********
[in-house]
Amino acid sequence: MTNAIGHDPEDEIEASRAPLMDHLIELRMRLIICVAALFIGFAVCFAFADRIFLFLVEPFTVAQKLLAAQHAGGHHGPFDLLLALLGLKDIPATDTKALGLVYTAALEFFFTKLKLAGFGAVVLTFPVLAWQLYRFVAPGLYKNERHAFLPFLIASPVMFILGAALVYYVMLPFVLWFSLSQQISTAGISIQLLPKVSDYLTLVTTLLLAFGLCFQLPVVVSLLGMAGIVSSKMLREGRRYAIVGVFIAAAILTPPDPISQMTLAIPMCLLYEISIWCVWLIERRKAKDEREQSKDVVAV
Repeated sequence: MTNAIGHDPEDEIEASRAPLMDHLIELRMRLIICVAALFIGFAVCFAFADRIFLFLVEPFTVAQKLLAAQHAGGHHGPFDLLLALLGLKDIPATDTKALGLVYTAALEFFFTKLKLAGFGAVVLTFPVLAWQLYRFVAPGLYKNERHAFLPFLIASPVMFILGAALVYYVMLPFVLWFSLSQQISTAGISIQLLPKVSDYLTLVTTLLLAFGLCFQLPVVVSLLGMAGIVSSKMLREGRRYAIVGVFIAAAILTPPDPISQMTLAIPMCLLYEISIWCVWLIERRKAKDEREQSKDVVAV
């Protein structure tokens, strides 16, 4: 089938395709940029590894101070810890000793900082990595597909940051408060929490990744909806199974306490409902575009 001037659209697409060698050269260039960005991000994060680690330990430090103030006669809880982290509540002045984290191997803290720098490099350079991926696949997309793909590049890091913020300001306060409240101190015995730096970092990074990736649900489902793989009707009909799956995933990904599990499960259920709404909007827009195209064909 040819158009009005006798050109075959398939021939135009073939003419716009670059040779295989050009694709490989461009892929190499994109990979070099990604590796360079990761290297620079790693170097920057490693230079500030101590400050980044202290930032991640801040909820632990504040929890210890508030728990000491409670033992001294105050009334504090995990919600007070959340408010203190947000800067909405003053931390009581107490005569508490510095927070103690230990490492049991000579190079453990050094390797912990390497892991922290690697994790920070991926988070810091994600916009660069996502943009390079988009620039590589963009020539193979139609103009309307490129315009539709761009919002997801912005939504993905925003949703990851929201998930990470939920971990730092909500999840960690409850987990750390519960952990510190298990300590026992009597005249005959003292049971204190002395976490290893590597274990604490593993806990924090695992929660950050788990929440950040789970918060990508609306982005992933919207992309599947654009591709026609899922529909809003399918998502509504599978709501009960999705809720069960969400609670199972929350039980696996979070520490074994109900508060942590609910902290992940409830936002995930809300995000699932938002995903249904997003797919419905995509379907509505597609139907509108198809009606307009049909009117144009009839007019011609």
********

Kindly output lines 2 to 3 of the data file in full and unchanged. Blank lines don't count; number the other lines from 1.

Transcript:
Amino acid sequence: MTNAIGHDPEDEIEASRAPLMDHLIELRMRLIICVAALFIGFAVCFAFADRIFLFLVEPFTVAQKLLAAQHAGGHHGPFDLLLALLGLKDIPATDTKALGLVYTAALEFFFTKLKLAGFGAVVLTFPVLAWQLYRFVAPGLYKNERHAFLPFLIASPVMFILGAALVYYVMLPFVLWFSLSQQISTAGISIQLLPKVSDYLTLVTTLLLAFGLCFQLPVVVSLLGMAGIVSSKMLREGRRYAIVGVFIAAAILTPPDPISQMTLAIPMCLLYEISIWCVWLIERRKAKDEREQSKDVVAV
Repeated sequence: MTNAIGHDPEDEIEASRAPLMDHLIELRMRLIICVAALFIGFAVCFAFADRIFLFLVEPFTVAQKLLAAQHAGGHHGPFDLLLALLGLKDIPATDTKALGLVYTAALEFFFTKLKLAGFGAVVLTFPVLAWQLYRFVAPGLYKNERHAFLPFLIASPVMFILGAALVYYVMLPFVLWFSLSQQISTAGISIQLLPKVSDYLTLVTTLLLAFGLCFQLPVVVSLLGMAGIVSSKMLREGRRYAIVGVFIAAAILTPPDPISQMTLAIPMCLLYEISIWCVWLIERRKAKDEREQSKDVVAV